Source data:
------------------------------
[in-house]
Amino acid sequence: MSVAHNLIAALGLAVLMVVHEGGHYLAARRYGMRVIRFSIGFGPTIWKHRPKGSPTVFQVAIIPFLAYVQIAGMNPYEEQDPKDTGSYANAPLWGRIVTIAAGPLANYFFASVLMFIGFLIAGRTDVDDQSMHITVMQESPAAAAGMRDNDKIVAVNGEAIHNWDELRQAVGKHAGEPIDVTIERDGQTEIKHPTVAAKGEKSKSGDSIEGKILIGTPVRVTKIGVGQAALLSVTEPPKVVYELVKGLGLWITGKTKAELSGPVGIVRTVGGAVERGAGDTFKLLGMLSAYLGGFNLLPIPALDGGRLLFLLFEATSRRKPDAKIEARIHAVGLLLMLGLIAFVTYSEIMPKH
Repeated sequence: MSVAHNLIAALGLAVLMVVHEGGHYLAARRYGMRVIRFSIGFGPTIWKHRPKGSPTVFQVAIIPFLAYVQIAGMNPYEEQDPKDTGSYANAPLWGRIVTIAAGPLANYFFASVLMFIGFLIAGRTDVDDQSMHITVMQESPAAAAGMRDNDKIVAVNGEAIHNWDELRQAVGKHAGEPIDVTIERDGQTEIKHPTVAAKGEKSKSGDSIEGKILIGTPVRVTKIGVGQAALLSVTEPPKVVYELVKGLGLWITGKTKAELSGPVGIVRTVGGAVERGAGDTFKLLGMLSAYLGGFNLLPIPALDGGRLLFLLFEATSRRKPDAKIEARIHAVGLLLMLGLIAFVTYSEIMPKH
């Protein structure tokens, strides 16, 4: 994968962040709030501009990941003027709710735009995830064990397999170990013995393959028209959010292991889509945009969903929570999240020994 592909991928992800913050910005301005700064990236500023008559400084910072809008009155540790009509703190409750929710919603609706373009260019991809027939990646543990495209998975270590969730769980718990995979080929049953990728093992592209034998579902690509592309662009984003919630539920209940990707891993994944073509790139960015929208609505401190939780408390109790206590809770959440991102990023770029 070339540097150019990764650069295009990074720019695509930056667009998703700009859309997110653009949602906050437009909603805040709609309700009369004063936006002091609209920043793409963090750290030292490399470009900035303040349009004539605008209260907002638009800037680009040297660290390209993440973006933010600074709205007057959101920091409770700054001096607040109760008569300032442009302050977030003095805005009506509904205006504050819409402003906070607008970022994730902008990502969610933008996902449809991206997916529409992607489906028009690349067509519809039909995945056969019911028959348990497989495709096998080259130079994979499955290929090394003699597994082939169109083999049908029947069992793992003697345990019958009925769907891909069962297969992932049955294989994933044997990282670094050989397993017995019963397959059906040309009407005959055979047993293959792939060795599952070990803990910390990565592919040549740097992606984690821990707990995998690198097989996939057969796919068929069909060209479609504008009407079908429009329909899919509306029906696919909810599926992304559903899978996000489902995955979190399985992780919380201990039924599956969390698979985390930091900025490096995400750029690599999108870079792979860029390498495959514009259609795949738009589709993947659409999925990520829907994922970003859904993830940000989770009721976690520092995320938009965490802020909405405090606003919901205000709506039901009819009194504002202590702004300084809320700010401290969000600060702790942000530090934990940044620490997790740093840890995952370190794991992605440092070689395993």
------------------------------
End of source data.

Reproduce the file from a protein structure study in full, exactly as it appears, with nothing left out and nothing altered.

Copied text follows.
[in-house]
Amino acid sequence: MSVAHNLIAALGLAVLMVVHEGGHYLAARRYGMRVIRFSIGFGPTIWKHRPKGSPTVFQVAIIPFLAYVQIAGMNPYEEQDPKDTGSYANAPLWGRIVTIAAGPLANYFFASVLMFIGFLIAGRTDVDDQSMHITVMQESPAAAAGMRDNDKIVAVNGEAIHNWDELRQAVGKHAGEPIDVTIERDGQTEIKHPTVAAKGEKSKSGDSIEGKILIGTPVRVTKIGVGQAALLSVTEPPKVVYELVKGLGLWITGKTKAELSGPVGIVRTVGGAVERGAGDTFKLLGMLSAYLGGFNLLPIPALDGGRLLFLLFEATSRRKPDAKIEARIHAVGLLLMLGLIAFVTYSEIMPKH
Repeated sequence: MSVAHNLIAALGLAVLMVVHEGGHYLAARRYGMRVIRFSIGFGPTIWKHRPKGSPTVFQVAIIPFLAYVQIAGMNPYEEQDPKDTGSYANAPLWGRIVTIAAGPLANYFFASVLMFIGFLIAGRTDVDDQSMHITVMQESPAAAAGMRDNDKIVAVNGEAIHNWDELRQAVGKHAGEPIDVTIERDGQTEIKHPTVAAKGEKSKSGDSIEGKILIGTPVRVTKIGVGQAALLSVTEPPKVVYELVKGLGLWITGKTKAELSGPVGIVRTVGGAVERGAGDTFKLLGMLSAYLGGFNLLPIPALDGGRLLFLLFEATSRRKPDAKIEARIHAVGLLLMLGLIAFVTYSEIMPKH
């Protein structure tokens, strides 16, 4: 994968962040709030501009990941003027709710735009995830064990397999170990013995393959028209959010292991889509945009969903929570999240020994 592909991928992800913050910005301005700064990236500023008559400084910072809008009155540790009509703190409750929710919603609706373009260019991809027939990646543990495209998975270590969730769980718990995979080929049953990728093992592209034998579902690509592309662009984003919630539920209940990707891993994944073509790139960015929208609505401190939780408390109790206590809770959440991102990023770029 070339540097150019990764650069295009990074720019695509930056667009998703700009859309997110653009949602906050437009909603805040709609309700009369004063936006002091609209920043793409963090750290030292490399470009900035303040349009004539605008209260907002638009800037680009040297660290390209993440973006933010600074709205007057959101920091409770700054001096607040109760008569300032442009302050977030003095805005009506509904205006504050819409402003906070607008970022994730902008990502969610933008996902449809991206997916529409992607489906028009690349067509519809039909995945056969019911028959348990497989495709096998080259130079994979499955290929090394003699597994082939169109083999049908029947069992793992003697345990019958009925769907891909069962297969992932049955294989994933044997990282670094050989397993017995019963397959059906040309009407005959055979047993293959792939060795599952070990803990910390990565592919040549740097992606984690821990707990995998690198097989996939057969796919068929069909060209479609504008009407079908429009329909899919509306029906696919909810599926992304559903899978996000489902995955979190399985992780919380201990039924599956969390698979985390930091900025490096995400750029690599999108870079792979860029390498495959514009259609795949738009589709993947659409999925990520829907994922970003859904993830940000989770009721976690520092995320938009965490802020909405405090606003919901205000709506039901009819009194504002202590702004300084809320700010401290969000600060702790942000530090934990940044620490997790740093840890995952370190794991992605440092070689395993």